Sunday, August 05, 2012


Tuesday, July 3rd - It was a sunny morning in Charleston, South Carolina.  We decided to spend a few more dollars staying at a nice hotel that included full hot breakfast instead of the low budget motels that provide stale pastry.  It was comfortable when we ate breakfast in the courtyard.  Then the temperature started to warm up so we got on a sightseeing air-conditioned bus for a 90-minute historic tour instead of the self-guided walking tour.  The bus took us around downtown as the driver/tour guide pointed out beautiful mansions, famous homes, the Old Citadel, historic churches, and a stop at the Battery to view Fort Sumter.  The tour was fine but the tour guide kept making not-so-funny jokes and then when he laughed, he would make sounds as if he was spitting - yuk!   After the Trolley Tour, we went back to the Four Corners of Law (Broad and Meeting Streets) where the sweetgrass basket stands were set up along the side of the courthouse.
According to the brochure, the art of making the coiled sweetgrass basket was transported across the Atlantic by enslaved African people from the Windward or Rice Coast of West Africa.  When first appeared in South Carolina during the late 17th century, the first known baskets in the Lowcountry were fanner baskets used for winnowing rice.  The baskets were also used in the planting and harvesting of cotton and other crops.  Over the years, the sweetgrass baskets evolved from agricultural implements to household items, practical daily use to the current status of show pieces.  In 2006, the State of South Carolina named Sweetgrass Baskets the official state handcraft.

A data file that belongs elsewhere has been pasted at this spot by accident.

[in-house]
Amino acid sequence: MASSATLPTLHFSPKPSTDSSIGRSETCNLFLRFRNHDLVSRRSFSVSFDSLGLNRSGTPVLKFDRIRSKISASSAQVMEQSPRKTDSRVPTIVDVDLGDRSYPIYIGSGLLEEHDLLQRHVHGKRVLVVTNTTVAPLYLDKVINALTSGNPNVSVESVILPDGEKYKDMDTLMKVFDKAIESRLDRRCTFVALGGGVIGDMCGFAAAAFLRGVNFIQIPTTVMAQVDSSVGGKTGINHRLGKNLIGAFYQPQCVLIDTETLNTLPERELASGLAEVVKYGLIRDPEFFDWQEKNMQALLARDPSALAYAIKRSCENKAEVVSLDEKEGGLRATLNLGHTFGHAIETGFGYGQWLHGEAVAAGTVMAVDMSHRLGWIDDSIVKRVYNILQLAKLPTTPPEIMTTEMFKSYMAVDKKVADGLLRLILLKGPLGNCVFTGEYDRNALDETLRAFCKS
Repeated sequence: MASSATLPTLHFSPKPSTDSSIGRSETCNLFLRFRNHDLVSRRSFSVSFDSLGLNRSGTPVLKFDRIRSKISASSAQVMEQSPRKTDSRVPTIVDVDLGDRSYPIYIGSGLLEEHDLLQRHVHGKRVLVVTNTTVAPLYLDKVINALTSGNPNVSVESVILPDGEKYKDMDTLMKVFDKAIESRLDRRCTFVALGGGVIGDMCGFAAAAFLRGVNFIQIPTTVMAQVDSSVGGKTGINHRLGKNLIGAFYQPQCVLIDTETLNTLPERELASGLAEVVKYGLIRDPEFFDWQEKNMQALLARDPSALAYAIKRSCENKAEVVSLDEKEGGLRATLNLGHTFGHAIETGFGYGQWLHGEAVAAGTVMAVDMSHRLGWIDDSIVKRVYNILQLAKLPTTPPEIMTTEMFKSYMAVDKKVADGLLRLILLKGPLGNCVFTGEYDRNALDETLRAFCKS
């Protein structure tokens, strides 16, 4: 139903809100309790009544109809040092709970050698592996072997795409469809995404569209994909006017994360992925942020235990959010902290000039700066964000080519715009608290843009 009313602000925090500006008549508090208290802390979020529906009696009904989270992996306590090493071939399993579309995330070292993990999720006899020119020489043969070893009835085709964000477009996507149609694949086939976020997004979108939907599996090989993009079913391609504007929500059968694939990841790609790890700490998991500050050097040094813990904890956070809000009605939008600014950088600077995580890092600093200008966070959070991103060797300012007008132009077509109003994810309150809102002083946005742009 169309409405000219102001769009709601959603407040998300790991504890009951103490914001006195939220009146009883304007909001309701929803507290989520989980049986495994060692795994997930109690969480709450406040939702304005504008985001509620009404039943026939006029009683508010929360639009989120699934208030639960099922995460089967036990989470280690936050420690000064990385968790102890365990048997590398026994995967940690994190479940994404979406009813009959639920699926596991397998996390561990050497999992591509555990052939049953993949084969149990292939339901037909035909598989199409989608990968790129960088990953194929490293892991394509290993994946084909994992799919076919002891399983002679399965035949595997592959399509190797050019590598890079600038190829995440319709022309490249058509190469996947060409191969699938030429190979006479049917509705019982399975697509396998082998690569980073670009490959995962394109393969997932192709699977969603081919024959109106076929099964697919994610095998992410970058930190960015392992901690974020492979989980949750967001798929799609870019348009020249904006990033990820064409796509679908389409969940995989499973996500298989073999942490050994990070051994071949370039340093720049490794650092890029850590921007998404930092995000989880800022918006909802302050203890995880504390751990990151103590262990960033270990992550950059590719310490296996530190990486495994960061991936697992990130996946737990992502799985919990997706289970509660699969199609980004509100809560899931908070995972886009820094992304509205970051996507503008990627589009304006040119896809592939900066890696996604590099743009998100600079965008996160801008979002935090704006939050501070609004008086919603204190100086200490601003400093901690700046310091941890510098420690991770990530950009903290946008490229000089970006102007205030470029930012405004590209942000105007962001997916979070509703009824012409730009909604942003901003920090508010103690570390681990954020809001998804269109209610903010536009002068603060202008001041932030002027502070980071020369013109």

This is Sheila Taylor, the artist who created and signed the basket we just bought for $35.
Roadside basket stands began in 1930s and today, most of the roadside stands are found along Highway 17, just north of Mount Pleasant, or at the  Four Corners of Law and at the City Market in Charleston.  Important note:  When we first approached the stands, I was told that I could only take photos after I made a purchase.  I "obeyed" the rules but kept walking to the next stand where Ms. Taylor greeted me with a sweet smile.  I selected a basket, paid for it and took the photo of Ms. Taylor signing my very own sweetgrass basket.  One more important note: the large basket on the top row has the price tag of $150 or more.

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